On a peaceful Berkley street, where crickets chirp as the fading golden rays of evening sunlight filter through the trees, a couple with deep roots in the community has established a Little Free Library.
Longtime residents Eric and Susan Murrell, who live in the St. John Woods neighborhood, serve as stewards of the Little Free Library in the 3900 block of Kenmore. It is No. 1,522 among thousands of similar sites that are part of a worldwide movement that began in 2009 in Wisconsin.
The Little Free Library concept is simple: Using the honor system, neighbors deposit and check out books from a charming box that holds a few dozen titles – in this case, one made of stained wood with a glass door, shingles and a knob that rotates to reveal lines from The House by The Side of the Road by poet Sam Walter Foss.
Murrell said it took him approximately 3 months to build the Little Free Library, which he did to honor his mother, an avid reader.
"When I was a kid, I was a terrible reader," he said. "When I was in school, I hated doing reading assignments and I think it drove my mother crazy. So, if anything, this is a tribute to her commitment to reading."
Susan Murrell said she also struggled with reading in school and it was only once she wasn't told what to read that she developed a passion for it.
Despite their youthful disdain for books, each of the pair worked at the Berkley Public Library – Eric from 1978 to 1979 and Susan from 1979 to 1981. But, their ties to each other – and to Berkley – go back even further.
The couple met while eating lunch in the cafeteria at Berkley High School and they each attended Pattengill Elementary School and Anderson Middle School.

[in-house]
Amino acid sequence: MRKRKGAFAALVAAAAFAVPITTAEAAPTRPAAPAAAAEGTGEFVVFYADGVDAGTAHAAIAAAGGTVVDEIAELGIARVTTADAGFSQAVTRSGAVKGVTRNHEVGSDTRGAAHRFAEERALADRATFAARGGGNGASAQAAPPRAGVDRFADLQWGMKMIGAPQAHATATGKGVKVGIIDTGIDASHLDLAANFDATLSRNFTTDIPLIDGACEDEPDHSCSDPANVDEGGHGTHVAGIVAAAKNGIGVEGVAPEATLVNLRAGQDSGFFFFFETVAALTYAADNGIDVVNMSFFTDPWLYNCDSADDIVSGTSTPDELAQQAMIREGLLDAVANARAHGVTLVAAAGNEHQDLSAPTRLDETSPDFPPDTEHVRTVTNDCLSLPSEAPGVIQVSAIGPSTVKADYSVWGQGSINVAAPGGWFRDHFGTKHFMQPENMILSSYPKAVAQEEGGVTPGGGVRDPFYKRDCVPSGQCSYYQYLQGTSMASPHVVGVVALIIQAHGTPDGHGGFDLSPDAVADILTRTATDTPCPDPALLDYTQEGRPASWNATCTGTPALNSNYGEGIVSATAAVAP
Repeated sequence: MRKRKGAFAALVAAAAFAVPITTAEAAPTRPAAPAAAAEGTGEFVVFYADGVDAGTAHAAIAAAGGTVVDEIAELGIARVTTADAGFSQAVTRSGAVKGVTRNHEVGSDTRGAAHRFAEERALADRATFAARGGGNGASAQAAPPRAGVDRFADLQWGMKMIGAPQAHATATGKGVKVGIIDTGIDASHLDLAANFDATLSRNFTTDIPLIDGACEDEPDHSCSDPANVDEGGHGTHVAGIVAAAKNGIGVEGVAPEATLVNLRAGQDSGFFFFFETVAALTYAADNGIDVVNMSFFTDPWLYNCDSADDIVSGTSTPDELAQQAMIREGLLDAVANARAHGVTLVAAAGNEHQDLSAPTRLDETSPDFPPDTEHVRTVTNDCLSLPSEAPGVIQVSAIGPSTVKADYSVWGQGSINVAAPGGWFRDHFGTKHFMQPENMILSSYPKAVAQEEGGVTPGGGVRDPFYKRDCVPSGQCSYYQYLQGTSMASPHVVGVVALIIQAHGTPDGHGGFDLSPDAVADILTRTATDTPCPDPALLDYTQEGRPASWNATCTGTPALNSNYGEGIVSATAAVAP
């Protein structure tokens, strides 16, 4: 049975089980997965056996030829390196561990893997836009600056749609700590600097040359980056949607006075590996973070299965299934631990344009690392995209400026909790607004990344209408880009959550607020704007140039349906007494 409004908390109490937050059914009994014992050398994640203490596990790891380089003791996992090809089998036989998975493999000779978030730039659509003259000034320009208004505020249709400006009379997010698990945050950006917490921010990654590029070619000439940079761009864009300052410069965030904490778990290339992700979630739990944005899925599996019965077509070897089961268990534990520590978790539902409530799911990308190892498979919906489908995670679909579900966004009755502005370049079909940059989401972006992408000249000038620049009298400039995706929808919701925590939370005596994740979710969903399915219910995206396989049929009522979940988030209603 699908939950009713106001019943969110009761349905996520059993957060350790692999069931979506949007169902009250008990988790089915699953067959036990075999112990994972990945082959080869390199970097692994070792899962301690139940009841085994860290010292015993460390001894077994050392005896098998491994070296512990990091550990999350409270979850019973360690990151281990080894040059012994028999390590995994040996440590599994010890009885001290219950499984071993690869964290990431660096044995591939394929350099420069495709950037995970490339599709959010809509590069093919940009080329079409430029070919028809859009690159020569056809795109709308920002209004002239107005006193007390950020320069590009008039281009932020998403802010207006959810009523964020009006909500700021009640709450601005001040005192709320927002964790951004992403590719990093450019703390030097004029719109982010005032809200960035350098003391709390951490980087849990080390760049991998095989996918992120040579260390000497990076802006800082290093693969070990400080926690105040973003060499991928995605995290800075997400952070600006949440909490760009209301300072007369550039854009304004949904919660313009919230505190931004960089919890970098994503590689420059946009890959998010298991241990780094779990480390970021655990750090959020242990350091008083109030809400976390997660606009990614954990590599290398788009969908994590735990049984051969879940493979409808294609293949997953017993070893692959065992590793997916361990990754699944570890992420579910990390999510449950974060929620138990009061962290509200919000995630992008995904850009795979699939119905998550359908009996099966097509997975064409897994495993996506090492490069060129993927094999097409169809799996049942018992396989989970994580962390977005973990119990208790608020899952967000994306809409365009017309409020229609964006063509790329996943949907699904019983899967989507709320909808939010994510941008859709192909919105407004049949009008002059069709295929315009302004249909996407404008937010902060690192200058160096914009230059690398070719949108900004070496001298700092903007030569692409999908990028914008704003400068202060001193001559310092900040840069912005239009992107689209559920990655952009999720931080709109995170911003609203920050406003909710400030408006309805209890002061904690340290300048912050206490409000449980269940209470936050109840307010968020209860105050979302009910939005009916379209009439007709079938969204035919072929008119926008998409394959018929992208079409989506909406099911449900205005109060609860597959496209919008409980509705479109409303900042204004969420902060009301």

"It was a junior high back then," Susan Murrell said with a laugh.
The Murrells said that, as children, they rode their bikes past their current home and daydreamed of living there one day. With that wish fulfilled, they are giving back to their community by serving as caretakers of the Little Free Library that is located on the edge of their front lawn.
"We talk to people all the time who thank us for doing it. I've talked to neighbors I haven't talked to before," Eric Murrell said. "It was up about an hour and our neighbor from a few doors down called me – I didn't even know she knew my name – and said she was taking a couple bags of books to the Salvation Army and could she donate them. Some are still here."
Eric Murrell said it is interesting to watch the process.
"Our neighbor across the street read The African Queen and now it's back," he said. "The latest is Winter Garden."
Susan Murrell explained that the Little Free Library's top shelf is dedicated to books for grown-ups, while the bottom shelf is for children's literature.
Berkley Public Library Director Celia Morse said she sees the Little Free Library as a complement to the city institution.
"I think they're more for the casual browser who's walking by and thinks, 'Oh! This is fun! Maybe I'll find something to read,' " than for someone who relies on the breadth of the public library's 80,000 offerings or its reference desk, she said. "I think it's a really good idea. Anything that gives exposure to libraries is great in my book."
Eric Murrell agreed.
"Ultimately, it's about getting everybody to read," he said. "It's an easy, safe way to get kids thinking about this community that's bigger than just their family."